Social media is not only a way for authors and publishers to disseminate research findings, it’s also increasingly being used by researchers to discover and read scientific content.

To better understand how social media and scholarly collaboration networks (SCNs) are used within academia to support research activity, Springer Nature conducted a survey in February. This was in follow up to a Nature survey carried out in 2014. (The original survey can be found here: Online collaboration: Scientists and the social network)

Over 3,000 researchers from STM and HSS fields (humanities and social sciences) completed the survey, though numerically dominated by STM respondents (89%). Researchers covering all career levels gave us their views, with the largest groups of respondents from Europe (33%), the Americas (31%) and Asia (31%).

The survey revealed researchers’ views on their professional use of social media and SCNs, to what extent it can help them in their work, and the role publishers and journals can play to support researchers with activity on these platforms.

All data is available to view and download on Figshare, along with a summary of the key findings.

These include:

• Over 95% of respondents said they used some form of social media or SCNs for professional purposes
• ResearchGate was the platform with the greatest proportion of professional users (71%), followed by Google Scholar (66%)
• While respondents stated they used SCNs in high numbers, frequency of use, and therefore platform engagement, was reported to be higher for social media
• 50% of professional users said they accessed Facebook on a daily basis

• In the Nature survey conducted in 2014, the most-selected activity on both ResearchGate and Academia.edu was simply maintaining a profile in case someone wanted to get in touch (68%). This year’s survey revealed that the research activity that over three quarters of respondents stated that they use social media and SCNs for was discovering and / or reading scientific content (Nature’s 2014 study 33%)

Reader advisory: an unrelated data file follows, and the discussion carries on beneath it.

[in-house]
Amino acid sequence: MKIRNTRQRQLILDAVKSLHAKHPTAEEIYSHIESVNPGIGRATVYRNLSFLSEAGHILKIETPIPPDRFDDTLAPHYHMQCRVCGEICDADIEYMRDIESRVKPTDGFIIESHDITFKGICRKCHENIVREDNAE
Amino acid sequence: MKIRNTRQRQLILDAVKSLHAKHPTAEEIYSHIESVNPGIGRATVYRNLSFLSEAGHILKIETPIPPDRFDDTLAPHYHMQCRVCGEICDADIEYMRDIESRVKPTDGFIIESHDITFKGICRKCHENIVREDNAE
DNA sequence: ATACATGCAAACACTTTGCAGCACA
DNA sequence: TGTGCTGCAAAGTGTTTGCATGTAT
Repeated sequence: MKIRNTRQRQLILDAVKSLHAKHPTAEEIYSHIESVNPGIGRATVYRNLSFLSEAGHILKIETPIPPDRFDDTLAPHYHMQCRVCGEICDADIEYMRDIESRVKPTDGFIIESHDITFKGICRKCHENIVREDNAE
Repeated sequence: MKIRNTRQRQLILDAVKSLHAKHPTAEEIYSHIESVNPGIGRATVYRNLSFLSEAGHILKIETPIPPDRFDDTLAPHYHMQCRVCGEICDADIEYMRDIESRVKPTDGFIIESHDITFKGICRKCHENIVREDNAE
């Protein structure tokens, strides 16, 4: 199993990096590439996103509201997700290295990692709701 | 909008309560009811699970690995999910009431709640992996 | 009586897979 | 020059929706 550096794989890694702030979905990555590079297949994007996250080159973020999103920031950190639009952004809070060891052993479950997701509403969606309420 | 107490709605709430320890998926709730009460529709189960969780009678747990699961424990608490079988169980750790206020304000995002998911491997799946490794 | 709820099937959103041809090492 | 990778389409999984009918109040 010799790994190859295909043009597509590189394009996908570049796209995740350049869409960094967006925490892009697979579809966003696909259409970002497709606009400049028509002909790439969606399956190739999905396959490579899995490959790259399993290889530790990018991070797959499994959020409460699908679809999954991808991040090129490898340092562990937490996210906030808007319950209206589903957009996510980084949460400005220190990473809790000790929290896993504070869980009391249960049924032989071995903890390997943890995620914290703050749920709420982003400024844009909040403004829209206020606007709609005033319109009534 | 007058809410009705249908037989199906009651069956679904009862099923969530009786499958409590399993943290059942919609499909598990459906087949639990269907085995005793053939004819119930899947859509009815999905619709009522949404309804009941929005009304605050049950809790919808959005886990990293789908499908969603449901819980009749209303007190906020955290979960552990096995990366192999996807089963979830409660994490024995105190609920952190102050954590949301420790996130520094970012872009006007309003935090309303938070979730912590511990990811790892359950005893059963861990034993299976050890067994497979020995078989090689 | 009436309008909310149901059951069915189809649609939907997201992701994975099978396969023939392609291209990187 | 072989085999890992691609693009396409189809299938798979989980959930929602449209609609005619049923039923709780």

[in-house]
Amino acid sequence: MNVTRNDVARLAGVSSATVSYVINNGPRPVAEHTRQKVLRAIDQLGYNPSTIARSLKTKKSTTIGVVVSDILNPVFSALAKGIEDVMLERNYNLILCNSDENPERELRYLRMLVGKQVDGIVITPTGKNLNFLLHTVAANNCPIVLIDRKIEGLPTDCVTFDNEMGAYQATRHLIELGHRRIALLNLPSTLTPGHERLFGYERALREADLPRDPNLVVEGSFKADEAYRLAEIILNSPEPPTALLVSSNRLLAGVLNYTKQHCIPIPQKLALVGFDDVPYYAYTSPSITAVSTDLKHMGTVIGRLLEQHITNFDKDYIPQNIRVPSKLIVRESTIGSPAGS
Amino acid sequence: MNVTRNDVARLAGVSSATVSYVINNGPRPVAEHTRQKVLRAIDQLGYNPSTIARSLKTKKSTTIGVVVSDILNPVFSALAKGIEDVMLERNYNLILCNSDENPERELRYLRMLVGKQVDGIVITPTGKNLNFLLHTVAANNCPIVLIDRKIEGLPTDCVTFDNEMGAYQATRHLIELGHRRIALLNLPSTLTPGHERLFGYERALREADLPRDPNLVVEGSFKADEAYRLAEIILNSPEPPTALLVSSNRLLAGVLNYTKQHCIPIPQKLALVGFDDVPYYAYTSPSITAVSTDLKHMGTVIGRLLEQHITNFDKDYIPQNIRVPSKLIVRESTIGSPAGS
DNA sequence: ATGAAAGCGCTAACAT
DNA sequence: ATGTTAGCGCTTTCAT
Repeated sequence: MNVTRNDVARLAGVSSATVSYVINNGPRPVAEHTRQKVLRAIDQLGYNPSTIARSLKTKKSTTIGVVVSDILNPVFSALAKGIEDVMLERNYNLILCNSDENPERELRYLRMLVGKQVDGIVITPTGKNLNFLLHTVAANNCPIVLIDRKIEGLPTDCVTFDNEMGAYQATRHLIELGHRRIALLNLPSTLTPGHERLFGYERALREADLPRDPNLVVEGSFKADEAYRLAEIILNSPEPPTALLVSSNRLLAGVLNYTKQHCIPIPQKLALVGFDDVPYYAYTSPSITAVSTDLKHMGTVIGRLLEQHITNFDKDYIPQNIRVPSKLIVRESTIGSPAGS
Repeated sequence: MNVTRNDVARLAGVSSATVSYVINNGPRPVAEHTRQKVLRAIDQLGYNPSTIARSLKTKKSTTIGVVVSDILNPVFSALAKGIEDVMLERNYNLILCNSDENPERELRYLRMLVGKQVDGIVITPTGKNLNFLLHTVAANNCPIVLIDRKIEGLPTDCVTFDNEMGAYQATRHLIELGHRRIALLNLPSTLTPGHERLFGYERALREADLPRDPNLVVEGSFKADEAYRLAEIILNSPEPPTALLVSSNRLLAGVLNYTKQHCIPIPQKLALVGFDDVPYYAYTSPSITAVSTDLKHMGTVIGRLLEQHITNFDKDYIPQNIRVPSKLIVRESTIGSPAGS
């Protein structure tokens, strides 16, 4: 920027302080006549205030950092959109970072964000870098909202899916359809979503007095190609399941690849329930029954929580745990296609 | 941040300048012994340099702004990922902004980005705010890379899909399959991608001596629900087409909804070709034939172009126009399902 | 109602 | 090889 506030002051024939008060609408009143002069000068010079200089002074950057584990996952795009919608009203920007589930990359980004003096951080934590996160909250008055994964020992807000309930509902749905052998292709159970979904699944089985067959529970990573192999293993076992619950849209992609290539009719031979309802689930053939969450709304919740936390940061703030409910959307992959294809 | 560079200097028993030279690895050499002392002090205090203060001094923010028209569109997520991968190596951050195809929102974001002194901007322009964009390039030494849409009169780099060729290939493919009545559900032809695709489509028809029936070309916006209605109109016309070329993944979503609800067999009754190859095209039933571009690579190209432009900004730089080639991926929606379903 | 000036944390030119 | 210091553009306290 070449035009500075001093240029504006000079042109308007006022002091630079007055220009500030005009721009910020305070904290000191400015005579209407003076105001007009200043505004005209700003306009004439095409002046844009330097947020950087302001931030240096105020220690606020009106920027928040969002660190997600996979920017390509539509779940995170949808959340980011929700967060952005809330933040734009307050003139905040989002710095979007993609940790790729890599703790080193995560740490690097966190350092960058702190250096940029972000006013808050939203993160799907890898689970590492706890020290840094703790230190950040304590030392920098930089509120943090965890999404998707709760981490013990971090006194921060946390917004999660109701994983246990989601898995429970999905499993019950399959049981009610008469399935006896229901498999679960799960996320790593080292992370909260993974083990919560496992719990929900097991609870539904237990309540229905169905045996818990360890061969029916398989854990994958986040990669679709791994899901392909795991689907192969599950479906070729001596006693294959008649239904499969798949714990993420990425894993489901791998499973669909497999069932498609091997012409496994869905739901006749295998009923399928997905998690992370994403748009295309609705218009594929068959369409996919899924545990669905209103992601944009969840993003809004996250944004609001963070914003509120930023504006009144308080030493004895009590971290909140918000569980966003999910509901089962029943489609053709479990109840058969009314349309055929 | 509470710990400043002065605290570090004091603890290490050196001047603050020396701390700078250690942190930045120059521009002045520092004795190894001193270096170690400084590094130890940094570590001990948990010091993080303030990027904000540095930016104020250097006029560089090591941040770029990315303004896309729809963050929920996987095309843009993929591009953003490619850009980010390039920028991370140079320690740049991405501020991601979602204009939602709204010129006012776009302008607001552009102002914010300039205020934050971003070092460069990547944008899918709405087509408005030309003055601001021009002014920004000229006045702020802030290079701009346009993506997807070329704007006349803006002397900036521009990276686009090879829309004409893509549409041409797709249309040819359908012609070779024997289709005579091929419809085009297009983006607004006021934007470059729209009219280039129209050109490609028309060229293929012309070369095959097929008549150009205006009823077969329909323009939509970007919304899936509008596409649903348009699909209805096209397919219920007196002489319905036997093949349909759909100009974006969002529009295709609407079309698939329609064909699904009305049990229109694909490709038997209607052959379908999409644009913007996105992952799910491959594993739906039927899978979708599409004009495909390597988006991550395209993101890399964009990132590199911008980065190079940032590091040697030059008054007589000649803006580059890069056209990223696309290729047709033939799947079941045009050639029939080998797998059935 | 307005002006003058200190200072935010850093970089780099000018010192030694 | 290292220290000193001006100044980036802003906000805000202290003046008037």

• 57% of respondents to the survey used some form of social media and /or SCNs to support with self or research promotion
• Therefore, unsurprisingly, the content that the majority of researchers appreciate from publishers is information on new topics and trends; and research relevant to their field and article recommendations
• Over 80% of respondents would also expect to some degree that any research of content provided by the publisher / journal on these sites should be openly accessible

The survey enables us to provide the best service for our authors, and keeps us close to the views of our community. Over 70% of respondents did agree that they felt that they should do more to promote their research using social media / SCNs.

A significantly higher proportion of Twitter and Facebook professional users share scientific content than any other social media platform or SCN. This gives us confidence that SharedIt, Springer Nature’s content sharing initiative, is offering the functionalities that our users need.

We will use these results to support our approach to social media, discussions on the value SCNs provide for researchers, and how we can best shape our services to meet the needs of the academic community.

 

The data from this survey has been made open access for anyone who would like to use it. You can find it on Figshare.